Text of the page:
Disaster management: Support to the National Cyclone Risk Mitigation Project (Phase I) has funded the building of 420 cyclone shelters in Andhra Pradesh and the low-income state of Odisha, and handed them over to communities. Given each shelter’s capacity of accommodating 2,000 people, half a million people can now be kept safe during cyclones and other adverse weather conditions.  In addition, a total of 740 kilometers of roads has been completed in these states, together with seven saline embankments and 20 bridges in the state of Andhra Pradesh. 

Rural Roads: From September 2004, IDA support of some US$2 billion is helping India’s National Rural Roads Program to improve connectivity, especially in the economically weaker regions and hill states. Some 24,200 km of all-weather roads have benefitted rural people in the states of Himachal Pradesh, Jharkhand, Meghalaya, Punjab, Rajasthan, Uttarakhand and Uttar Pradesh. However, much more remains to be done as one-third of the rural population still lacks access to an all-weather road.

Agriculture and watershed development: Over the past decade or so, IDA support has helped farmers in the rain-fed regions of Karnataka, Himachal Pradesh and Uttarakhand to implement soil and water conservation measures and raise agricultural productivity. Lessons learnt have helped shape the Government of India’s Common Watershed Guidelines and the design of national watershed programs.

Since 1993, two Sodic Lands Reclamation Projects in Uttar Pradesh have brought more than 260,000 hectares of barren or unproductive lands under cultivation. Over 425,000 poor families have benefitted from a three to six fold increase in crop yields. Around 15,000 SHGs have helped women pool savings and connect to the formal banking network. In several villages, these SHGs now manage the mid-day meal provided in local state schools under a government program.  A $197 million World Bank credit is now supporting the third phase of the project that aims to reclaim another 130,000 hectares of predominantly barren and low productivity sodic lands in about 25 districts of the state.


Worshiped as a living goddess by millions, the Ganga river also provides economic sustenance and environmental services to almost half of India’s population. Despite this iconic status, the Ganga today is facing formidable pollution pressures; more than three billion liters of sewage flow into the river every day. Learn more about the challenges facing this mighty river and plans to rejuvenate it and create a clean Ganga.

World Bank Group

Bank Group Contribution

The WBG has been a long-term development partner with India, supporting the country’s efforts to tackle fundamental developmental challenges and build a modern economy. Since the first IBRD loan to the Indian Railways in 1949, it has provided financing, knowledge, advisory services, and technical assistance where and when it was most needed.

IDA has contributed to improving outcomes in health, education, and rural development.  IDA supported India’s efforts to tackle polio (there has been no case of polio since January 2011), tuberculosis, leprosy, river blindness, and HIV/AIDS, improving the lives of millions of people and contributing immensely to global efforts to control these diseases. WBG financing (particularly credits from IDA) and technical assistance played a key role in the Green Revolution—a landmark in India’s development that freed the country from dependency on food imports, turning it into a net food exporter and helping millions escape hunger and poverty. And in education, IDA together with the European Union and United Kingdom’s Department for International Development played an important role in universalizing primary education.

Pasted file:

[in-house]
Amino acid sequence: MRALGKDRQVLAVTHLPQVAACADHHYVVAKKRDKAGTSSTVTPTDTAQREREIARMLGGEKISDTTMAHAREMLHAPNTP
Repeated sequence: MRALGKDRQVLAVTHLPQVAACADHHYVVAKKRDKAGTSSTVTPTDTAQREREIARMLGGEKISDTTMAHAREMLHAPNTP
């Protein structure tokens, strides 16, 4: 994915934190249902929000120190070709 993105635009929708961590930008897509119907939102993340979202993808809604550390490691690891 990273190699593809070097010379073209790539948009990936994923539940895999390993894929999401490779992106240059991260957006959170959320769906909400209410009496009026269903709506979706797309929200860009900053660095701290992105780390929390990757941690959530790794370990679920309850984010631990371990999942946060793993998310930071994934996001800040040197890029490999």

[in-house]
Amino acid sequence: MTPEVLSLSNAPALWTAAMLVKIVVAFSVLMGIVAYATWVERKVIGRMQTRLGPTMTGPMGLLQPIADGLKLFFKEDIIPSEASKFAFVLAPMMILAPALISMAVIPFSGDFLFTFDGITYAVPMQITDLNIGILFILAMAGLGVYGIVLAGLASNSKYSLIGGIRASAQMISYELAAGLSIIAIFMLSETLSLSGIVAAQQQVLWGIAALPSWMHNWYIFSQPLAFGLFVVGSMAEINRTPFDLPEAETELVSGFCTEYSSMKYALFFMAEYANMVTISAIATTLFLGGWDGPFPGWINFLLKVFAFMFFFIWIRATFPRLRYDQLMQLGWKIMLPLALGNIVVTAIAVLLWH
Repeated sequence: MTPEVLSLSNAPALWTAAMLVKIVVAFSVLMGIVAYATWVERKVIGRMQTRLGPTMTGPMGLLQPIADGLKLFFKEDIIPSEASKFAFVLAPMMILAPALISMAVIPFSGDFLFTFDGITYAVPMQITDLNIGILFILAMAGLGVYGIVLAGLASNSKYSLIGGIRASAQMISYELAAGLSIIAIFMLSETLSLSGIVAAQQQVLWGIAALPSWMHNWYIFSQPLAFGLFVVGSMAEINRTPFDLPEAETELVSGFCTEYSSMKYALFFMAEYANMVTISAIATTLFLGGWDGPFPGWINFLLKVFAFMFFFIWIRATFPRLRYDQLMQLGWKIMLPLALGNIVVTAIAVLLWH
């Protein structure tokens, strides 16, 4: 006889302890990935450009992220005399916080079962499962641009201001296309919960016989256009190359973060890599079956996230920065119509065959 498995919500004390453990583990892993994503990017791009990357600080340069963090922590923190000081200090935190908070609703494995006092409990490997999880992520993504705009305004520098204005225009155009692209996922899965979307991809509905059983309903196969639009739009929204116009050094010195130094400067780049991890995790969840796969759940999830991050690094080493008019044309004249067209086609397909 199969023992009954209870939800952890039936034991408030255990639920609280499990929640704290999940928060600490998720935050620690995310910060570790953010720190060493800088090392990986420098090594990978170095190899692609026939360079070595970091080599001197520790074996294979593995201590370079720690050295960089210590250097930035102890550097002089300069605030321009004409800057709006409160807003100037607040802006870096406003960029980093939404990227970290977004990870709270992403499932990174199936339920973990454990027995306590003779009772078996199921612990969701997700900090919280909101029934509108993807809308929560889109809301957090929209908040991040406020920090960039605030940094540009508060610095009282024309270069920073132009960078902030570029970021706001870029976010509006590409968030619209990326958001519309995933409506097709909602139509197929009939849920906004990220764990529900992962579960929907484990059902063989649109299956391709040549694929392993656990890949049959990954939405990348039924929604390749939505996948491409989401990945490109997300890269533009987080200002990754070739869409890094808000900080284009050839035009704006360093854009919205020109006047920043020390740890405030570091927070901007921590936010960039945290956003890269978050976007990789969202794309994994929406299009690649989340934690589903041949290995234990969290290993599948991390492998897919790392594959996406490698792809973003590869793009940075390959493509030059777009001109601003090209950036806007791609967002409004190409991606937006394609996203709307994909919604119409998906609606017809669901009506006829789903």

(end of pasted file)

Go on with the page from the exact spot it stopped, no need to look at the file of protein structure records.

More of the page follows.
As of April 7, 2015, the WB portfolio in India included 58 IDA-financed projects (of which seven were IBRD/IDA blend projects), totaling $12 billion in net commitments. Approximately $2.6 billion is committed in education sector, $2.5 billion in agriculture and rural development, $1.8 billion in disaster risk management, $1.3 billion in rural water and sanitation, and $613 million in health and nutrition.  IDA continues to play an important role in supporting India’s low-income states to tackle their development challenges.  In FY 2013-15, over half of all IDA commitments ($5.6 billion), supported projects in these poor and isolated states.

Partners

IDA has leveraged its resources through closer collaboration with partners. For instance, for over a decade, it has partnered with the United Kingdom’s Department for International Development (DFID) and the European Commission in the education sector, first on primary education and more recently on improving access, equity and quality at the secondary level. IDA is also co-financing three nation-wide health operations with DFID. Collaboration with development partners (Asian Development Bank and DFID) has been particularly effective in the low-income state of Bihar. In 2007, a joint donor strategy was developed for Bihar, to enable the state to benefit from coordinated support based on a shared vision of the government’s development priorities.

Moving Forward

The World Bank Group’s Country Partnership Strategy for FY2013-2017 envisions two strategic shifts in the program in India. The first is a scaled up engagement on urban development and the second is a more pronounced focus on India’s seven low-income and seven special category states (mostly Northeastern states that are geographically isolated), which are home to the vast majority of India’s poor and vulnerable people.  IDA’s increased engagement across all sectors in these diverse states aims address their specific development challenges with an integrated, multi-sectoral approach that focuses on extensive capacity building, technical assistance, as well as analytical work that underpins lending operations.

At the end of the Strategy period, the goal is to rebalance the portfolio so that 30 percent of the active portfolio is committed in these focus states.  At the mid-point of the implementation of the strategy, commitments have nearly doubled from 11 percent (FY2013) to 19 percent (FY2015).  


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20 million
out-of-school children, especially girls and children from socially disadvantaged families have been enrolled through India's Education for All Program.